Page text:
Costa Concordia Salvage Operations

An American-owned specialist marine salvage and wreck removal company Titan Salvage alongside with Italian firm Micoperi have been awarded a Costa Concordia wreck removal contract in April. Together they presented a plan to refloat and tow away the cruise ship to one of the Italian ports where she will likely be scrapped. According to Carnival Cruise the salvage plan is the world’s biggest and most complex ship salvage operation and it will cost at least 400 million euros ($525 million).

The plan, which will re-float the vessel’s hull, places the highest priority for ensuring the lowest possible environmental impact as well as the conservation of tourist and economic activities on the island of Giglio, with maximum safety precautions. Environmental protection will be the top priority throughout operations of this mammoth recovery. The plan also includes measures to safeguard the economic and tourist activities on the island of Giglio. Staff will work to remove asbestos. The work is not expected to have any significant effects on the summer tourist season. To further reduce any impact on the activities of the Marina del Giglio, the base for the salvage operations will be off the island, near Piombino, where equipment and materials will be collected for the work.

The 950-foot long ship, with its gross tonnage of 114,500 GT, is currently lying on granite rock. More than 450 specialists, involved in this operation will stabilize the ship on the sea shore with four massive cables looped beneath her belly to prevent the ship from sliding down in to the depths of the sea.

The next step is to drill holes, in granite rock, for the pillars which will support football field size underwater platforms on which will the ship be leaned. To put the ship in upright position, large metal tanks will be welded on the side to make balance of the wreckage during the process of uprighting the ship. More tanks will be welded on the other side of the ship. The tanks will be filled with air which will lift the ship from the seabed. The ship will then be towed to the designated Italian port. Once the ship is departed, the entire structure, used during the recovery operations, will be removed and the seagrass replanted, according to Titan Salvage and Micoperi.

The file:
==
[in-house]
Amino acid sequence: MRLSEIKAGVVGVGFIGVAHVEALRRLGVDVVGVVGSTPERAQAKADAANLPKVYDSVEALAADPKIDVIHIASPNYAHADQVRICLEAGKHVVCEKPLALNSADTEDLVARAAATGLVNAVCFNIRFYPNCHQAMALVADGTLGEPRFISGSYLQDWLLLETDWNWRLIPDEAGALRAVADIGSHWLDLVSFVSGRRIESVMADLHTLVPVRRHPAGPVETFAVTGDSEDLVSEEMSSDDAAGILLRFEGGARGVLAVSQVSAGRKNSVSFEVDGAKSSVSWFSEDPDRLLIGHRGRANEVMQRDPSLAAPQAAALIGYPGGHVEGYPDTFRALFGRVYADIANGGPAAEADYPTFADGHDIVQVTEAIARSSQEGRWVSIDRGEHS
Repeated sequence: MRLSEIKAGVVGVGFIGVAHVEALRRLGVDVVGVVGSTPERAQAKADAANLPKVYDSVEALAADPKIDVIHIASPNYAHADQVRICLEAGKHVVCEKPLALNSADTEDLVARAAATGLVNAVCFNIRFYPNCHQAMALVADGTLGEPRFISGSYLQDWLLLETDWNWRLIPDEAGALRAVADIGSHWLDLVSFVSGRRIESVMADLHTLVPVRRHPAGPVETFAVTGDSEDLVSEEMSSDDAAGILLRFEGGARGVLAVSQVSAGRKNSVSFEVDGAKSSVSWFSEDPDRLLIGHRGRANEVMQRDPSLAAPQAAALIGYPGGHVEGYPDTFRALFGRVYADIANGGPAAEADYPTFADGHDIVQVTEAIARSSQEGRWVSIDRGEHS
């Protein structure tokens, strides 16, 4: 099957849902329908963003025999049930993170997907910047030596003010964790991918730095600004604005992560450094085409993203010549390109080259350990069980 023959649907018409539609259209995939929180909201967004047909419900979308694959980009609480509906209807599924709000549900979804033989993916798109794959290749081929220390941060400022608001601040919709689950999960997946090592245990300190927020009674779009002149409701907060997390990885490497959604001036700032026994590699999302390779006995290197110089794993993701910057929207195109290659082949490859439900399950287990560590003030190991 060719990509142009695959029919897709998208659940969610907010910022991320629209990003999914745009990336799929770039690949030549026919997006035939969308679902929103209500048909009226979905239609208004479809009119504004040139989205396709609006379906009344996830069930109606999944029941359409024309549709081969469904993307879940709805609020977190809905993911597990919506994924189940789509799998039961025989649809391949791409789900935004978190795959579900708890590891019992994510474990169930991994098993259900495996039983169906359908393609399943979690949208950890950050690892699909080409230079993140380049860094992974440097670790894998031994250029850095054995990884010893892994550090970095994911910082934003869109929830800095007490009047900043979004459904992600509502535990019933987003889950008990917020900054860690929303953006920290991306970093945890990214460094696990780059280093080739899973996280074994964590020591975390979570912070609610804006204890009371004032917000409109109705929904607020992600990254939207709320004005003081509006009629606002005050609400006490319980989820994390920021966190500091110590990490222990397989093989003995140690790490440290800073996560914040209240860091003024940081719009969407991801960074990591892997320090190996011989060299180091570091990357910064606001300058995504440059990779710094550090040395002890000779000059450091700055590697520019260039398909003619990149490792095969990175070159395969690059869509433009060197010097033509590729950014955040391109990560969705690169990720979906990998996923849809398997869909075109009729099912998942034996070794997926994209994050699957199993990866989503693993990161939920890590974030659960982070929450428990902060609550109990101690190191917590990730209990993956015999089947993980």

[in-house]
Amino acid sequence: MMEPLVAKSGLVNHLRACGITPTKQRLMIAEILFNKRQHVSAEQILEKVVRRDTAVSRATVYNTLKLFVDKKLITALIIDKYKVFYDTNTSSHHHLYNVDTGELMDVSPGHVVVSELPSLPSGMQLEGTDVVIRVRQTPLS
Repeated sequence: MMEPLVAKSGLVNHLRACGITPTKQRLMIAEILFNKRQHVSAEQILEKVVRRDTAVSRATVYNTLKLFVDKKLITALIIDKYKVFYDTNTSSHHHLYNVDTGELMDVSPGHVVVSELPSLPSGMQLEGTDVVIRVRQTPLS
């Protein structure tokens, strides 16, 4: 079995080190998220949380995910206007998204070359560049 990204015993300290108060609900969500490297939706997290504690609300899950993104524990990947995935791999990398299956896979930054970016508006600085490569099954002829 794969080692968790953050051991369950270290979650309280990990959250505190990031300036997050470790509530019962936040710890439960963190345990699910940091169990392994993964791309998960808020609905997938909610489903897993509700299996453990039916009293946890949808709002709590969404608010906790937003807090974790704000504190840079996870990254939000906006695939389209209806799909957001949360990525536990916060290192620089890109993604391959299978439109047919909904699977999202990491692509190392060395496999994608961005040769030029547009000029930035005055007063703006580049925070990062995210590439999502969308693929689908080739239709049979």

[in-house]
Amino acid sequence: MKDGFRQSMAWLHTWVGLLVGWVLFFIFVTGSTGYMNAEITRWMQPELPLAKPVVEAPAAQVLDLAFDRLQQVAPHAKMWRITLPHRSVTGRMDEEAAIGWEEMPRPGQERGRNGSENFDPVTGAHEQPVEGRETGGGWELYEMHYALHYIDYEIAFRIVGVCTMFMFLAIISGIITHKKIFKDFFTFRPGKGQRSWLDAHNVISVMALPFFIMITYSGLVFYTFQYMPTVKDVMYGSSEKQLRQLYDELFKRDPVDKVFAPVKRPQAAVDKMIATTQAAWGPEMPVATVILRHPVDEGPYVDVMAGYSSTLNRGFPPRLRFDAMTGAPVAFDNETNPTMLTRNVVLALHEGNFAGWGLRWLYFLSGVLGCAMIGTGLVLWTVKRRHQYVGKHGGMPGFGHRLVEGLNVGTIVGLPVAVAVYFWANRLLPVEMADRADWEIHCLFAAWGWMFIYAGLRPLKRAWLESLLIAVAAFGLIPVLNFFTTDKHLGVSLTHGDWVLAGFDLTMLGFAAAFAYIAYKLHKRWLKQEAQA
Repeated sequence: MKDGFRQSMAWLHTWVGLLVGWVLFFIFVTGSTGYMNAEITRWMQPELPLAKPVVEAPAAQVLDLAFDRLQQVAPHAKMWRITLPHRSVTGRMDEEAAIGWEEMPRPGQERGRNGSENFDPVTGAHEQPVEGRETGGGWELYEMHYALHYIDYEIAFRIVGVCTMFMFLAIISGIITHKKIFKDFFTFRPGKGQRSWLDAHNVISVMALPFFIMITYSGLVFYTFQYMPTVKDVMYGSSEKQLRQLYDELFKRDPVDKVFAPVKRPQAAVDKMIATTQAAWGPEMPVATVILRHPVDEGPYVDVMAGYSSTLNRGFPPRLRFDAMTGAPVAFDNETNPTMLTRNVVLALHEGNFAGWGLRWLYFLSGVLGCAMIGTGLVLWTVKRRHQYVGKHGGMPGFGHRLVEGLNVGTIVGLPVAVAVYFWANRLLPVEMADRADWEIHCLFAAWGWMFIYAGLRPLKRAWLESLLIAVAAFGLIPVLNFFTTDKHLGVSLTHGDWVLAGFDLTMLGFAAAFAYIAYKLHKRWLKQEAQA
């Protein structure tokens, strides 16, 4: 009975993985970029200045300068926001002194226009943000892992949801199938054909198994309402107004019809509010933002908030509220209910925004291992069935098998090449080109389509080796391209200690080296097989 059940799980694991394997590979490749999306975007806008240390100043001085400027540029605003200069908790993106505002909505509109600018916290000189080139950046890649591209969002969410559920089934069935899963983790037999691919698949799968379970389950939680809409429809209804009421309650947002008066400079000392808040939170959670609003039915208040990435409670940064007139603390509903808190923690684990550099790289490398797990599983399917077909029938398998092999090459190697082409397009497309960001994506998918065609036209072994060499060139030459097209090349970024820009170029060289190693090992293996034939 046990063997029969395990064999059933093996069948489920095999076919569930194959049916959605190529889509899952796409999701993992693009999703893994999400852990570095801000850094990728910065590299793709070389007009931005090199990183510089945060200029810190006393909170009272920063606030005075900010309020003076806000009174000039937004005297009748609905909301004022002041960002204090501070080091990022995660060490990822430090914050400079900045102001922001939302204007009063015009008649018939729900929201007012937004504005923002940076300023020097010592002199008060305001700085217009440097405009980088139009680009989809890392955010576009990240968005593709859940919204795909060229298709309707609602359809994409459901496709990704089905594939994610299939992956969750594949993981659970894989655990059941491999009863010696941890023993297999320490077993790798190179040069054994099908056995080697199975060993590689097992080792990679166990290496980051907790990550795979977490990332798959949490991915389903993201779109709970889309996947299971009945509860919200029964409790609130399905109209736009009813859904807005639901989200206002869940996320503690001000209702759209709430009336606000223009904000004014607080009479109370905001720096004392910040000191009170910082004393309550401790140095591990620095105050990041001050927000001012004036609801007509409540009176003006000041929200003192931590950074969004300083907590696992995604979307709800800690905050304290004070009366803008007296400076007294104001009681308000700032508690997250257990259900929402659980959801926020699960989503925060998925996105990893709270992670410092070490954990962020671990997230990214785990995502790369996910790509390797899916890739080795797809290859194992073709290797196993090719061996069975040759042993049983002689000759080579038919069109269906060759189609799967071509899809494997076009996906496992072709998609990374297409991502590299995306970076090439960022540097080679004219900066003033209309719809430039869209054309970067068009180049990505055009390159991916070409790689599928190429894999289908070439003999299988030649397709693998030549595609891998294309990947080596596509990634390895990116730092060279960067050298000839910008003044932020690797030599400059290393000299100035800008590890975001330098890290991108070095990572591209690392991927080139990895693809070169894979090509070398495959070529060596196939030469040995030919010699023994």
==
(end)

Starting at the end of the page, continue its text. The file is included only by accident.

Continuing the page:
The whole operation can be summarized into four stages indicated below:

  1. First, once the ship has been stabilized, an underwater platform will be built and watertight boxes, or caissons, fixed to the side of the ship that is above water.
  2. Two cranes fixed to the platform will pull the ship upright, helped by the weight of the caissons, which will be filled with water.
  3. When the ship is upright, caissons will be fixed to the other side of the hull to stabilize it.
  4. Finally, the caissons on both sides will be emptied, after the water inside has been purified to protect the marine environment, and filled with air.

Once floating, the wreck will be towed to an Italian port. Once the removal is complete, the salvage team will clean the waters and the restore the marine flora.

The plan was evaluated from a technical standpoint by a committee, composed of experts representing Costa Cruises, Carnival Corporation & plc, London Offshore Consultants and Standard P&I Club, in collaboration with RINA and Fincantieri, in accordance with the requirements and recommendations set by the Italian authorities. The plan was evaluated to ensure that it would meet the main requirements: removal of the entire wreck with maximum safety precautions and as little impact to the environment, tourism and economy of Giglio.

The wreck’s removal plan predicted timeline estimates the parbuckling and refloating is to be complete by Spring of 2013.

Source: TITAN Salvage

Leave a Comment

Fill in your details below or click an icon to log in:

WordPress.com Logo

You are commenting using your WordPress.com account. Log Out / Change )

Twitter picture

You are commenting using your Twitter account. Log Out / Change )

Facebook photo

You are commenting using your Facebook account. Log Out / Change )

Google+ photo

You are commenting using your Google+ account. Log Out / Change )

Connecting to %s

%d bloggers like this: